Not all stress is bad, Busch pointed out. Though too much is destructive, some is good. “If we don’t have enough stress,” she said, “we get depressed and bored.” But learn the limit. “We don’t want ‘stress leading into stress leading into stress.”
If you reach your limit, there are things you can do for relief. Physical activity is beneficial, Busch said, not necessarily cardio workouts, but “just moving your body in a way that feels good.” Getting support from your social network and expressing yourself creatively and emotionally help too.
“Having a good, effective cry or going into a room and screaming are very effective,” she said. “Progressive muscle relaxation and deep breathing is probably the biggest bang for your buck.” Also consider professional counseling.
Make sure to assess your goals and values to make sure they line up with what you’re doing at work. “We kind of forget, ‘What was my long-term goal?’” Schultz said. How does what you do at work match what your passion is for practicing medicine? Are you getting the financial security you’re comfortable with, opportunities to satisfy your intellectual curiosity? Write your answers down.
How can you get your organization to change?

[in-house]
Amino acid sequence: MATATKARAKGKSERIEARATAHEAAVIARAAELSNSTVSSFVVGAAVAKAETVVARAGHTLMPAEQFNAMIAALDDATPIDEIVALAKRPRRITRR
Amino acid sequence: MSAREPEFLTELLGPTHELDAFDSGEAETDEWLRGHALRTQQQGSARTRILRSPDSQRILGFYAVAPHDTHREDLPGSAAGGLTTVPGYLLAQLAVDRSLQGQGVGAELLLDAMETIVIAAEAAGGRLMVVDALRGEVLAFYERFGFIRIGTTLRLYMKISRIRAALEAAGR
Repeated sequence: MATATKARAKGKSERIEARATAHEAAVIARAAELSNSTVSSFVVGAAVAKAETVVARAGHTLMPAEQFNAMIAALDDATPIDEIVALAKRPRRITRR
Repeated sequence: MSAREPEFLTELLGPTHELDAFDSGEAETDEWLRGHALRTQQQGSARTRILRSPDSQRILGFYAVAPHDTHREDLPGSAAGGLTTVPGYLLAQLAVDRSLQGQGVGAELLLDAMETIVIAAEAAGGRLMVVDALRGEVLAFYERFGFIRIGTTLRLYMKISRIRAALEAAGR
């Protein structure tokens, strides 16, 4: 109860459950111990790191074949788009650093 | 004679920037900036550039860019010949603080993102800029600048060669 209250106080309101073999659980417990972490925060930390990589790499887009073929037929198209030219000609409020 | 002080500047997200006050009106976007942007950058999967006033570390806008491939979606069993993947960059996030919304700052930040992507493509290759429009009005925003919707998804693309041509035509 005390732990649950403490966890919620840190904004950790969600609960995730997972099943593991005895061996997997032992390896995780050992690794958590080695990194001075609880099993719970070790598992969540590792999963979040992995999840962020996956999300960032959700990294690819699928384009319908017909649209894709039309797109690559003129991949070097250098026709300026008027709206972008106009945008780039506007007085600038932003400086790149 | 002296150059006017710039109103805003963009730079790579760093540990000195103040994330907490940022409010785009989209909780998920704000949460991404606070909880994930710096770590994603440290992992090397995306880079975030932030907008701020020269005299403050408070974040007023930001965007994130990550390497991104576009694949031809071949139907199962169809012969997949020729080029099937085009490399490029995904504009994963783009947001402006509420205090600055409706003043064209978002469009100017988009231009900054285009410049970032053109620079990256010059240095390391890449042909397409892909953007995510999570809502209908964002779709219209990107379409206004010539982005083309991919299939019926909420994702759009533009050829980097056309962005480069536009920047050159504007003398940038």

“There’s only so much you can do as an individual,” said Busch. The organization also has to address the problem. It needs to fulfill some basic responsibilities: set up a well-being task force, cultivate a culture of fairness, sincerely embody the stated organizational values, and give employees choices, autonomy and flexibility to adjust their work-life balance.
A wellness task force is essential, a group that can help assess worker burnout and address it as necessary. Also essential is the “leadership champion,” Busch said, leaders who can make sure polices are being carried out throughout the organization and push for necessary adjustments.
Hearing others’ success stories can help motivate efforts against burnout. The American Medical Association’s Steps Forward website at edhub.ama-assn.org/steps-forward posts testimonials form healthcare professionals who beat burnout. People describe what they did to improve their situations, including low-cost initiatives of the sort that organizations appreciate.
The overall situation in the healthcare professions needs to change soon. “We have a lot of people leaving the field,” said Busch. Some are retiring early. Some are staying in the field and getting large sign-on bonuses to move to new employers. But then the situation just repeats. The bonuses may bring people in, she said, “but those are not the things that are going to keep people. And bonuses to newcomers can exacerbate inequalities.”
Busch ended the presentation with a turn outside organizations. She called for advocacy at the legislative level to pass laws, for example, that curtail the excessive influence of insurance companies. “Go out and vote,” she said.
Next up for Maimonides
The next Maimonides Brunch and Learn will be a summit on women in healthcare on May 7. “This is a summit to celebrate the women healthcare professionals in the community,” said Dr. Zach Goldsmith, president of the society.
In July, the Jewish Federation will host its annual thank-you gathering of healthcare workers. Aaron Gorodzinsky, who coordinates society activities for the Federation, said the event will probably be at the Shelby in Lower Macungie, but stay tuned for details.